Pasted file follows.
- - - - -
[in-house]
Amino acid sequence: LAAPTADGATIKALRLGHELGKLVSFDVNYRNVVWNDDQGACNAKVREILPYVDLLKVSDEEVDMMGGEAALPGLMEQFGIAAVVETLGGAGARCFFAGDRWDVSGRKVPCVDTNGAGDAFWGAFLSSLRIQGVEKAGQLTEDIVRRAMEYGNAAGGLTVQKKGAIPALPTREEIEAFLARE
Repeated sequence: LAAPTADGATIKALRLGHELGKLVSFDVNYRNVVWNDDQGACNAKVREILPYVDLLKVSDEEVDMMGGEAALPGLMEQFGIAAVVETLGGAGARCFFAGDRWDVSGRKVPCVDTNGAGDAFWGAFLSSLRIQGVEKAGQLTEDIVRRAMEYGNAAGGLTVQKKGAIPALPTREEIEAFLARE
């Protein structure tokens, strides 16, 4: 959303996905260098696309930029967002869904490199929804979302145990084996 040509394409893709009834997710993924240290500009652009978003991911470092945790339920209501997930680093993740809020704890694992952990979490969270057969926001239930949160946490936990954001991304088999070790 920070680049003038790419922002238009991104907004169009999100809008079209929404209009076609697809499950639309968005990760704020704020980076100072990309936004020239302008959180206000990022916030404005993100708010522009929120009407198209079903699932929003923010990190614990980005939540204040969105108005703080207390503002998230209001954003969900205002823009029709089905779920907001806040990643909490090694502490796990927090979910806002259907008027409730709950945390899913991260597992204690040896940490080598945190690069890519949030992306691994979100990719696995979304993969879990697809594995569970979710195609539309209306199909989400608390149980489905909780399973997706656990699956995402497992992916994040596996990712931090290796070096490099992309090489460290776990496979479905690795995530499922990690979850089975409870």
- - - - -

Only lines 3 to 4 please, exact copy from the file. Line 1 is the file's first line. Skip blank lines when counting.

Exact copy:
Repeated sequence: LAAPTADGATIKALRLGHELGKLVSFDVNYRNVVWNDDQGACNAKVREILPYVDLLKVSDEEVDMMGGEAALPGLMEQFGIAAVVETLGGAGARCFFAGDRWDVSGRKVPCVDTNGAGDAFWGAFLSSLRIQGVEKAGQLTEDIVRRAMEYGNAAGGLTVQKKGAIPALPTREEIEAFLARE
């Protein structure tokens, strides 16, 4: 959303996905260098696309930029967002869904490199929804979302145990084996 040509394409893709009834997710993924240290500009652009978003991911470092945790339920209501997930680093993740809020704890694992952990979490969270057969926001239930949160946490936990954001991304088999070790 920070680049003038790419922002238009991104907004169009999100809008079209929404209009076609697809499950639309968005990760704020704020980076100072990309936004020239302008959180206000990022916030404005993100708010522009929120009407198209079903699932929003923010990190614990980005939540204040969105108005703080207390503002998230209001954003969900205002823009029709089905779920907001806040990643909490090694502490796990927090979910806002259907008027409730709950945390899913991260597992204690040896940490080598945190690069890519949030992306691994979100990719696995979304993969879990697809594995569970979710195609539309209306199909989400608390149980489905909780399973997706656990699956995402497992992916994040596996990712931090290796070096490099992309090489460290776990496979479905690795995530499922990690979850089975409870």